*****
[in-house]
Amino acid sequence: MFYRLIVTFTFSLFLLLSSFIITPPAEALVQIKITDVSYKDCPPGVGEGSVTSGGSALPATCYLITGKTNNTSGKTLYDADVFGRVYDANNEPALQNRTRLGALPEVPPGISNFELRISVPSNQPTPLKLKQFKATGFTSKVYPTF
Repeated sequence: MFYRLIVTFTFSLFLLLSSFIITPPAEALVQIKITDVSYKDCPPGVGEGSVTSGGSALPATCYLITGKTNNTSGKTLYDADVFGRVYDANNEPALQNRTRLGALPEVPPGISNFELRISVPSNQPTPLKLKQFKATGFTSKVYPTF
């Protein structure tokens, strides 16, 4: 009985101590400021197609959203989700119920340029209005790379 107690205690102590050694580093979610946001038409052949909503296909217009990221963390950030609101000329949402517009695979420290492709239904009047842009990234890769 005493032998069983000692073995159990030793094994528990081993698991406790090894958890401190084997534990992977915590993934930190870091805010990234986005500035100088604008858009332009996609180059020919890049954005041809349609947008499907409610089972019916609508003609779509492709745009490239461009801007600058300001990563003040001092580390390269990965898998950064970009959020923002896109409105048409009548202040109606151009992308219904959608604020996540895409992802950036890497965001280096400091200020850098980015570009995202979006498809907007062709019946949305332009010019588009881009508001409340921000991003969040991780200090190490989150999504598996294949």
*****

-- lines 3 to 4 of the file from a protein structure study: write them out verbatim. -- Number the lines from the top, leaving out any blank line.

Repeated sequence: MFYRLIVTFTFSLFLLLSSFIITPPAEALVQIKITDVSYKDCPPGVGEGSVTSGGSALPATCYLITGKTNNTSGKTLYDADVFGRVYDANNEPALQNRTRLGALPEVPPGISNFELRISVPSNQPTPLKLKQFKATGFTSKVYPTF
């Protein structure tokens, strides 16, 4: 009985101590400021197609959203989700119920340029209005790379 107690205690102590050694580093979610946001038409052949909503296909217009990221963390950030609101000329949402517009695979420290492709239904009047842009990234890769 005493032998069983000692073995159990030793094994528990081993698991406790090894958890401190084997534990992977915590993934930190870091805010990234986005500035100088604008858009332009996609180059020919890049954005041809349609947008499907409610089972019916609508003609779509492709745009490239461009801007600058300001990563003040001092580390390269990965898998950064970009959020923002896109409105048409009548202040109606151009992308219904959608604020996540895409992802950036890497965001280096400091200020850098980015570009995202979006498809907007062709019946949305332009010019588009881009508001409340921000991003969040991780200090190490989150999504598996294949």